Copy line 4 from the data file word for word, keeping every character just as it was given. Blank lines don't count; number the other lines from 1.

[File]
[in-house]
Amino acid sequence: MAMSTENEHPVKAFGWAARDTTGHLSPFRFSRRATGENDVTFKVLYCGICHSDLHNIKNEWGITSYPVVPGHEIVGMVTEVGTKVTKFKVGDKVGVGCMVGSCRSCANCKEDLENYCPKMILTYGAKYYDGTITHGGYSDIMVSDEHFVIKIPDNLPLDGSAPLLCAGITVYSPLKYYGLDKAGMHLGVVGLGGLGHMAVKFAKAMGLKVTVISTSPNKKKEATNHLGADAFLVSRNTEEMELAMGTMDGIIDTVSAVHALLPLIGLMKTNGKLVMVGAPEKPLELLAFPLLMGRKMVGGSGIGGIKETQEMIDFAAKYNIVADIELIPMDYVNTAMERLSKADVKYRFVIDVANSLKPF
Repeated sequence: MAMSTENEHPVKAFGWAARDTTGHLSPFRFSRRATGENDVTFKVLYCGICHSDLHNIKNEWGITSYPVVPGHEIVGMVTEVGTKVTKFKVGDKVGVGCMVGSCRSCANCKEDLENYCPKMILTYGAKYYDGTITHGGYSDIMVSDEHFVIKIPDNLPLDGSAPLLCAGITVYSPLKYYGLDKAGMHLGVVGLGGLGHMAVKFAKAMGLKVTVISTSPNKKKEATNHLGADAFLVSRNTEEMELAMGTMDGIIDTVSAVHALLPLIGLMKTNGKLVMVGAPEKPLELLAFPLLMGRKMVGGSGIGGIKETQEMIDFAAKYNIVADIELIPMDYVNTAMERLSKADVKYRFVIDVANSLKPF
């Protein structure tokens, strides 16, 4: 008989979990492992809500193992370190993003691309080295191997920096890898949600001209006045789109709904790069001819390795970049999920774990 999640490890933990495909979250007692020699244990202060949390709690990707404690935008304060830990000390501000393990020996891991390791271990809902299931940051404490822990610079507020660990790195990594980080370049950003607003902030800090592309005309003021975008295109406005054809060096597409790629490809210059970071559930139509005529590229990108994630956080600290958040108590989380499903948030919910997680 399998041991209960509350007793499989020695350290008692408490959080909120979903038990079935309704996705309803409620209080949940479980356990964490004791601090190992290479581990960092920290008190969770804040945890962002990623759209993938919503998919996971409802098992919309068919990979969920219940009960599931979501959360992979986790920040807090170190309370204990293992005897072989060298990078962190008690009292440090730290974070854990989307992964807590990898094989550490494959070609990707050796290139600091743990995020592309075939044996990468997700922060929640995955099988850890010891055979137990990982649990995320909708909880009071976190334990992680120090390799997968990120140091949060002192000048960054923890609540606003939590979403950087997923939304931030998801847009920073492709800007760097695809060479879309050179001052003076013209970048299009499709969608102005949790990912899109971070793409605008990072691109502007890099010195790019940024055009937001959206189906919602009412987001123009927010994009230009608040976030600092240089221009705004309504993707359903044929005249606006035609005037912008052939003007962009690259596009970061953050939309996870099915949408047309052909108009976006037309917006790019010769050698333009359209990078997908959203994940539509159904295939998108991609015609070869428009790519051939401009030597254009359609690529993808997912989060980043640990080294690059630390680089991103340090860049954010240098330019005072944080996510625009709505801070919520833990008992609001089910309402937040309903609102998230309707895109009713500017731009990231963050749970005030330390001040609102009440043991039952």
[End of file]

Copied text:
């Protein structure tokens, strides 16, 4: 008989979990492992809500193992370190993003691309080295191997920096890898949600001209006045789109709904790069001819390795970049999920774990 999640490890933990495909979250007692020699244990202060949390709690990707404690935008304060830990000390501000393990020996891991390791271990809902299931940051404490822990610079507020660990790195990594980080370049950003607003902030800090592309005309003021975008295109406005054809060096597409790629490809210059970071559930139509005529590229990108994630956080600290958040108590989380499903948030919910997680 399998041991209960509350007793499989020695350290008692408490959080909120979903038990079935309704996705309803409620209080949940479980356990964490004791601090190992290479581990960092920290008190969770804040945890962002990623759209993938919503998919996971409802098992919309068919990979969920219940009960599931979501959360992979986790920040807090170190309370204990293992005897072989060298990078962190008690009292440090730290974070854990989307992964807590990898094989550490494959070609990707050796290139600091743990995020592309075939044996990468997700922060929640995955099988850890010891055979137990990982649990995320909708909880009071976190334990992680120090390799997968990120140091949060002192000048960054923890609540606003939590979403950087997923939304931030998801847009920073492709800007760097695809060479879309050179001052003076013209970048299009499709969608102005949790990912899109971070793409605008990072691109502007890099010195790019940024055009937001959206189906919602009412987001123009927010994009230009608040976030600092240089221009705004309504993707359903044929005249606006035609005037912008052939003007962009690259596009970061953050939309996870099915949408047309052909108009976006037309917006790019010769050698333009359209990078997908959203994940539509159904295939998108991609015609070869428009790519051939401009030597254009359609690529993808997912989060980043640990080294690059630390680089991103340090860049954010240098330019005072944080996510625009709505801070919520833990008992609001089910309402937040309903609102998230309707895109009713500017731009990231963050749970005030330390001040609102009440043991039952």